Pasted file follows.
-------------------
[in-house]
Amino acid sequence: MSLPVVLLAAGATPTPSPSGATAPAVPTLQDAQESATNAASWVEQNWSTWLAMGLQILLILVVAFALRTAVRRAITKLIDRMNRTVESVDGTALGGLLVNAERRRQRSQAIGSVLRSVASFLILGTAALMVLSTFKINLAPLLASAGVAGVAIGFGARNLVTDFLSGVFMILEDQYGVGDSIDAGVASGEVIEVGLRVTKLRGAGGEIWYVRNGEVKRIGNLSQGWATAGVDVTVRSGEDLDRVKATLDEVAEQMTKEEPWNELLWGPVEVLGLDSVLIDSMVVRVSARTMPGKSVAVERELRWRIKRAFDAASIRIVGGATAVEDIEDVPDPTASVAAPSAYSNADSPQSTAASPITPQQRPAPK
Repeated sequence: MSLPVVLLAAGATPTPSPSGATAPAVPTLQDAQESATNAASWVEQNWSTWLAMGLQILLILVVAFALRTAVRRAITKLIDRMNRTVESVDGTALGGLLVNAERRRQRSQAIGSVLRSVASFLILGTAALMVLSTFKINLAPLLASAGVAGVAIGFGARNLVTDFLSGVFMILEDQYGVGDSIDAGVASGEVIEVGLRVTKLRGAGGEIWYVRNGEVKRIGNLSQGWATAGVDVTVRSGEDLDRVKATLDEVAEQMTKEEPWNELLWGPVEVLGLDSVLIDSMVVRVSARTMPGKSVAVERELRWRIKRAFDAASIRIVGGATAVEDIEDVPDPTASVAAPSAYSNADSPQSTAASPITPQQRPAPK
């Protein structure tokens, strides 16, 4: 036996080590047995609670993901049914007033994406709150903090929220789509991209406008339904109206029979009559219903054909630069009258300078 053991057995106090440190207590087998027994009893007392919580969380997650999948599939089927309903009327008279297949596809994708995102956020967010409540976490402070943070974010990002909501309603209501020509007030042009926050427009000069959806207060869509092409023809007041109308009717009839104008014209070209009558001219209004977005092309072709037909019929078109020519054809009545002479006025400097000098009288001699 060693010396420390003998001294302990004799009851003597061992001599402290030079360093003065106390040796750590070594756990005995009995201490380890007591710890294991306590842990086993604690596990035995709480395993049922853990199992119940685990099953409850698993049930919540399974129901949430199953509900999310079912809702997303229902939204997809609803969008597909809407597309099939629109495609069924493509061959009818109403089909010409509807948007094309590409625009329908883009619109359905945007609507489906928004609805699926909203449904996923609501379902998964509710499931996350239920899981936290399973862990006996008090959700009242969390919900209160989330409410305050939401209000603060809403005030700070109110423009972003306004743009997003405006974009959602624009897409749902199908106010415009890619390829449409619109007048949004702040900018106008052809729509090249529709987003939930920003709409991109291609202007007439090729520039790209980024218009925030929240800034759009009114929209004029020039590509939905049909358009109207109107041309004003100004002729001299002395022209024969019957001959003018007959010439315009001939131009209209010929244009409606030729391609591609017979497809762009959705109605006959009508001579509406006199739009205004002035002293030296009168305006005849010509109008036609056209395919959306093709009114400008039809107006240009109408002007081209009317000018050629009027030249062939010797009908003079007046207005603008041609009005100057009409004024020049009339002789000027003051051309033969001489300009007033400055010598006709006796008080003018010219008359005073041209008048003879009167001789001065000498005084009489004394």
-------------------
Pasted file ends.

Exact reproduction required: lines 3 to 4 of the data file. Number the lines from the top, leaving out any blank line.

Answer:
Repeated sequence: MSLPVVLLAAGATPTPSPSGATAPAVPTLQDAQESATNAASWVEQNWSTWLAMGLQILLILVVAFALRTAVRRAITKLIDRMNRTVESVDGTALGGLLVNAERRRQRSQAIGSVLRSVASFLILGTAALMVLSTFKINLAPLLASAGVAGVAIGFGARNLVTDFLSGVFMILEDQYGVGDSIDAGVASGEVIEVGLRVTKLRGAGGEIWYVRNGEVKRIGNLSQGWATAGVDVTVRSGEDLDRVKATLDEVAEQMTKEEPWNELLWGPVEVLGLDSVLIDSMVVRVSARTMPGKSVAVERELRWRIKRAFDAASIRIVGGATAVEDIEDVPDPTASVAAPSAYSNADSPQSTAASPITPQQRPAPK
């Protein structure tokens, strides 16, 4: 036996080590047995609670993901049914007033994406709150903090929220789509991209406008339904109206029979009559219903054909630069009258300078 053991057995106090440190207590087998027994009893007392919580969380997650999948599939089927309903009327008279297949596809994708995102956020967010409540976490402070943070974010990002909501309603209501020509007030042009926050427009000069959806207060869509092409023809007041109308009717009839104008014209070209009558001219209004977005092309072709037909019929078109020519054809009545002479006025400097000098009288001699 060693010396420390003998001294302990004799009851003597061992001599402290030079360093003065106390040796750590070594756990005995009995201490380890007591710890294991306590842990086993604690596990035995709480395993049922853990199992119940685990099953409850698993049930919540399974129901949430199953509900999310079912809702997303229902939204997809609803969008597909809407597309099939629109495609069924493509061959009818109403089909010409509807948007094309590409625009329908883009619109359905945007609507489906928004609805699926909203449904996923609501379902998964509710499931996350239920899981936290399973862990006996008090959700009242969390919900209160989330409410305050939401209000603060809403005030700070109110423009972003306004743009997003405006974009959602624009897409749902199908106010415009890619390829449409619109007048949004702040900018106008052809729509090249529709987003939930920003709409991109291609202007007439090729520039790209980024218009925030929240800034759009009114929209004029020039590509939905049909358009109207109107041309004003100004002729001299002395022209024969019957001959003018007959010439315009001939131009209209010929244009409606030729391609591609017979497809762009959705109605006959009508001579509406006199739009205004002035002293030296009168305006005849010509109008036609056209395919959306093709009114400008039809107006240009109408002007081209009317000018050629009027030249062939010797009908003079007046207005603008041609009005100057009409004024020049009339002789000027003051051309033969001489300009007033400055010598006709006796008080003018010219008359005073041209008048003879009167001789001065000498005084009489004394």